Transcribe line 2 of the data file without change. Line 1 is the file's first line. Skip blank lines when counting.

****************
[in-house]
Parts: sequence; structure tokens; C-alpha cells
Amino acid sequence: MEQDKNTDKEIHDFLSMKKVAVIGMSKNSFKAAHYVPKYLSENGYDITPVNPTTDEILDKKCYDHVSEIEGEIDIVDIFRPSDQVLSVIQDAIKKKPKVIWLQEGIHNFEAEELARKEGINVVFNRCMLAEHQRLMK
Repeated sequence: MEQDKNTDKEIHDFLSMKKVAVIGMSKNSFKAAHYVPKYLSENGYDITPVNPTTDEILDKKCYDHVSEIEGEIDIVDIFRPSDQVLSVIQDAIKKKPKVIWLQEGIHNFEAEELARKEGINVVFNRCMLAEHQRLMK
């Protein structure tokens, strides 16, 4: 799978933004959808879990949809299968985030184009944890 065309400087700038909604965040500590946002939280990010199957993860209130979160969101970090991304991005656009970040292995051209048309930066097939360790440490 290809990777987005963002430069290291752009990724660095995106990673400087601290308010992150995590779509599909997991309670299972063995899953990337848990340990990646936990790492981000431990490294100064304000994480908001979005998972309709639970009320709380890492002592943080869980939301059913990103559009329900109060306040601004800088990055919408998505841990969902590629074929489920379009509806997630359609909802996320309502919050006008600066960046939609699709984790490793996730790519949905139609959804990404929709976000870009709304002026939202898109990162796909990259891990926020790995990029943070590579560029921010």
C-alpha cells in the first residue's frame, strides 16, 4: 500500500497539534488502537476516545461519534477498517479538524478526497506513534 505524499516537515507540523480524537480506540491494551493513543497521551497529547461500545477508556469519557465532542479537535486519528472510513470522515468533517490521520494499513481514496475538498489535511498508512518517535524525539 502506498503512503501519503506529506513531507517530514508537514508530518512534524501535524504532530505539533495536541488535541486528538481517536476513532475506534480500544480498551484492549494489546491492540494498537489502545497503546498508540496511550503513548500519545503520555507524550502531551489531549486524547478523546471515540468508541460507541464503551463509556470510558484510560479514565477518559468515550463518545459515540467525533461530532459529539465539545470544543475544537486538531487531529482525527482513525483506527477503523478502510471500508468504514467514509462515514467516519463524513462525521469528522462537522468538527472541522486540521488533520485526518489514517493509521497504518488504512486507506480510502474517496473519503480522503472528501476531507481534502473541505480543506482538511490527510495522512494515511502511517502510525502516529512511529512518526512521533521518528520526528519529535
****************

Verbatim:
Parts: sequence; structure tokens; C-alpha cells